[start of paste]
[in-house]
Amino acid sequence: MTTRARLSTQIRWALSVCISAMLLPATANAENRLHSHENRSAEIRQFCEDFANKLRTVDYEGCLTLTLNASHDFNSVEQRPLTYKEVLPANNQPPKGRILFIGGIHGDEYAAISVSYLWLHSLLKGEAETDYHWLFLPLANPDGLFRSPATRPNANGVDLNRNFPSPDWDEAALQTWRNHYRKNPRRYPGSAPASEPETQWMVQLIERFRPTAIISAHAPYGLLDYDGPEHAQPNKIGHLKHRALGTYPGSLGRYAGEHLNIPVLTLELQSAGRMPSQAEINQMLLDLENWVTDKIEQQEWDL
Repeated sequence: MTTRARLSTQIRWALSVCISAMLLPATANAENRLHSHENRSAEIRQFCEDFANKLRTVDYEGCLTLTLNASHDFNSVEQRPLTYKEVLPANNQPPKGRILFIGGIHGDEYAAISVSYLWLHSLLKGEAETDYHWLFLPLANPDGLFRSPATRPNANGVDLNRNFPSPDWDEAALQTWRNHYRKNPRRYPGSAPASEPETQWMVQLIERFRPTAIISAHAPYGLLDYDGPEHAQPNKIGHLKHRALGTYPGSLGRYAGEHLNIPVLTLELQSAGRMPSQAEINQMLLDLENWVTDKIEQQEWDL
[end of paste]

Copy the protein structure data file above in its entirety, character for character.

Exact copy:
[in-house]
Amino acid sequence: MTTRARLSTQIRWALSVCISAMLLPATANAENRLHSHENRSAEIRQFCEDFANKLRTVDYEGCLTLTLNASHDFNSVEQRPLTYKEVLPANNQPPKGRILFIGGIHGDEYAAISVSYLWLHSLLKGEAETDYHWLFLPLANPDGLFRSPATRPNANGVDLNRNFPSPDWDEAALQTWRNHYRKNPRRYPGSAPASEPETQWMVQLIERFRPTAIISAHAPYGLLDYDGPEHAQPNKIGHLKHRALGTYPGSLGRYAGEHLNIPVLTLELQSAGRMPSQAEINQMLLDLENWVTDKIEQQEWDL
Repeated sequence: MTTRARLSTQIRWALSVCISAMLLPATANAENRLHSHENRSAEIRQFCEDFANKLRTVDYEGCLTLTLNASHDFNSVEQRPLTYKEVLPANNQPPKGRILFIGGIHGDEYAAISVSYLWLHSLLKGEAETDYHWLFLPLANPDGLFRSPATRPNANGVDLNRNFPSPDWDEAALQTWRNHYRKNPRRYPGSAPASEPETQWMVQLIERFRPTAIISAHAPYGLLDYDGPEHAQPNKIGHLKHRALGTYPGSLGRYAGEHLNIPVLTLELQSAGRMPSQAEINQMLLDLENWVTDKIEQQEWDL